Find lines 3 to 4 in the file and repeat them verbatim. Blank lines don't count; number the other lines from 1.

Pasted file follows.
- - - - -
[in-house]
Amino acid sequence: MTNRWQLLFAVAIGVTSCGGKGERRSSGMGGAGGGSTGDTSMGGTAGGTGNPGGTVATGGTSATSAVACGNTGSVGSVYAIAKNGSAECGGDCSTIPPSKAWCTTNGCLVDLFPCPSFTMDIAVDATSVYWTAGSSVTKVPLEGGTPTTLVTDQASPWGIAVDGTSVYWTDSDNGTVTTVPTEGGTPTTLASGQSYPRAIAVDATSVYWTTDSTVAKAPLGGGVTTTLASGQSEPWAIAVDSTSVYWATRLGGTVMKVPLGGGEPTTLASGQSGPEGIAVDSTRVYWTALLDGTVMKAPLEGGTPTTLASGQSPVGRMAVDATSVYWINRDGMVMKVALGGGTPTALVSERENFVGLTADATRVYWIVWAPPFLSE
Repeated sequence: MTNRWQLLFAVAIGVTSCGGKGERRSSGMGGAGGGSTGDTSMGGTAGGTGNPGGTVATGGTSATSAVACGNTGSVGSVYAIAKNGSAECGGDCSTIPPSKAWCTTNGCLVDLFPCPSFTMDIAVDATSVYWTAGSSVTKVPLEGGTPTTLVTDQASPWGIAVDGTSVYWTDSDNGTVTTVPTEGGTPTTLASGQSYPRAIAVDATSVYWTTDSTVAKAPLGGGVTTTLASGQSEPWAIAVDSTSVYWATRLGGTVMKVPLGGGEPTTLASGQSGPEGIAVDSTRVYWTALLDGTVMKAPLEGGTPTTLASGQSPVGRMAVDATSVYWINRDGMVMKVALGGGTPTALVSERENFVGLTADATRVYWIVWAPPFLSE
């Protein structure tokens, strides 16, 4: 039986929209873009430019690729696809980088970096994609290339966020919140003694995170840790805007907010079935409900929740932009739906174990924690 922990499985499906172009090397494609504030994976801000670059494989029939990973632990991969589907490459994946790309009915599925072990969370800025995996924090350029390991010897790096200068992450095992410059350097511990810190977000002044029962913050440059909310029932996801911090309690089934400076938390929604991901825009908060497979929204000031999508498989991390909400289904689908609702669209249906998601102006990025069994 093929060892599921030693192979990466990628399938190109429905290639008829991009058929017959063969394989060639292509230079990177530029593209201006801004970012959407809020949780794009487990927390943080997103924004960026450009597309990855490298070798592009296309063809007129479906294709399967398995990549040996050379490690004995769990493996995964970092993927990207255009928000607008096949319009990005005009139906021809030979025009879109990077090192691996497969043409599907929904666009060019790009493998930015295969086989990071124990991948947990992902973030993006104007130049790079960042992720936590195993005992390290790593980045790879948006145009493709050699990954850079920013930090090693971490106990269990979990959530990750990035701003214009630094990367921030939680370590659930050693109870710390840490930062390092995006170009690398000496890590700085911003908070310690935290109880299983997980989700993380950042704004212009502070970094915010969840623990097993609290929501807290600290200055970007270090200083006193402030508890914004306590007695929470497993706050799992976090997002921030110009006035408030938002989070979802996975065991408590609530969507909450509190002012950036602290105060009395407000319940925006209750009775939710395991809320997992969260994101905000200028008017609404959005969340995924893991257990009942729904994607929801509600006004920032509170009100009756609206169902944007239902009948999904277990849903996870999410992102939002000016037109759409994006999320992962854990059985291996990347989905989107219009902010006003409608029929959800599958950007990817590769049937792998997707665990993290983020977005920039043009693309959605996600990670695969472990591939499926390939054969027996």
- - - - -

Repeated sequence: MTNRWQLLFAVAIGVTSCGGKGERRSSGMGGAGGGSTGDTSMGGTAGGTGNPGGTVATGGTSATSAVACGNTGSVGSVYAIAKNGSAECGGDCSTIPPSKAWCTTNGCLVDLFPCPSFTMDIAVDATSVYWTAGSSVTKVPLEGGTPTTLVTDQASPWGIAVDGTSVYWTDSDNGTVTTVPTEGGTPTTLASGQSYPRAIAVDATSVYWTTDSTVAKAPLGGGVTTTLASGQSEPWAIAVDSTSVYWATRLGGTVMKVPLGGGEPTTLASGQSGPEGIAVDSTRVYWTALLDGTVMKAPLEGGTPTTLASGQSPVGRMAVDATSVYWINRDGMVMKVALGGGTPTALVSERENFVGLTADATRVYWIVWAPPFLSE
């Protein structure tokens, strides 16, 4: 039986929209873009430019690729696809980088970096994609290339966020919140003694995170840790805007907010079935409900929740932009739906174990924690 922990499985499906172009090397494609504030994976801000670059494989029939990973632990991969589907490459994946790309009915599925072990969370800025995996924090350029390991010897790096200068992450095992410059350097511990810190977000002044029962913050440059909310029932996801911090309690089934400076938390929604991901825009908060497979929204000031999508498989991390909400289904689908609702669209249906998601102006990025069994 093929060892599921030693192979990466990628399938190109429905290639008829991009058929017959063969394989060639292509230079990177530029593209201006801004970012959407809020949780794009487990927390943080997103924004960026450009597309990855490298070798592009296309063809007129479906294709399967398995990549040996050379490690004995769990493996995964970092993927990207255009928000607008096949319009990005005009139906021809030979025009879109990077090192691996497969043409599907929904666009060019790009493998930015295969086989990071124990991948947990992902973030993006104007130049790079960042992720936590195993005992390290790593980045790879948006145009493709050699990954850079920013930090090693971490106990269990979990959530990750990035701003214009630094990367921030939680370590659930050693109870710390840490930062390092995006170009690398000496890590700085911003908070310690935290109880299983997980989700993380950042704004212009502070970094915010969840623990097993609290929501807290600290200055970007270090200083006193402030508890914004306590007695929470497993706050799992976090997002921030110009006035408030938002989070979802996975065991408590609530969507909450509190002012950036602290105060009395407000319940925006209750009775939710395991809320997992969260994101905000200028008017609404959005969340995924893991257990009942729904994607929801509600006004920032509170009100009756609206169902944007239902009948999904277990849903996870999410992102939002000016037109759409994006999320992962854990059985291996990347989905989107219009902010006003409608029929959800599958950007990817590769049937792998997707665990993290983020977005920039043009693309959605996600990670695969472990591939499926390939054969027996």